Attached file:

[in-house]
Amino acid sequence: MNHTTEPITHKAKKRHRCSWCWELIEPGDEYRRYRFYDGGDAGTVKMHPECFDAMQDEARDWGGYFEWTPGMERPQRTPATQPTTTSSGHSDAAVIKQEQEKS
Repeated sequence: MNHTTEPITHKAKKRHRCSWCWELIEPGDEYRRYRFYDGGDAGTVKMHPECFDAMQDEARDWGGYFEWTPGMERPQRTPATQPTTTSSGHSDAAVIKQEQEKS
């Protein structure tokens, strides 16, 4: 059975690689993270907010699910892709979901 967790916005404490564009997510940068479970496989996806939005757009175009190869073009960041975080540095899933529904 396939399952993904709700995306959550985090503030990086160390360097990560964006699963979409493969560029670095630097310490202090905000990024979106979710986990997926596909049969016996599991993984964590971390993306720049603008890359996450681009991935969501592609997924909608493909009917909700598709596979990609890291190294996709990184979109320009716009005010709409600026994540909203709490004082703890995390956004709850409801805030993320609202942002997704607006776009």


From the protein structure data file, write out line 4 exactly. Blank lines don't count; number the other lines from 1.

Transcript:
């Protein structure tokens, strides 16, 4: 059975690689993270907010699910892709979901 967790916005404490564009997510940068479970496989996806939005757009175009190869073009960041975080540095899933529904 396939399952993904709700995306959550985090503030990086160390360097990560964006699963979409493969560029670095630097310490202090905000990024979106979710986990997926596909049969016996599991993984964590971390993306720049603008890359996450681009991935969501592609997924909608493909009917909700598709596979990609890291190294996709990184979109320009716009005010709409600026994540909203709490004082703890995390956004709850409801805030993320609202942002997704607006776009």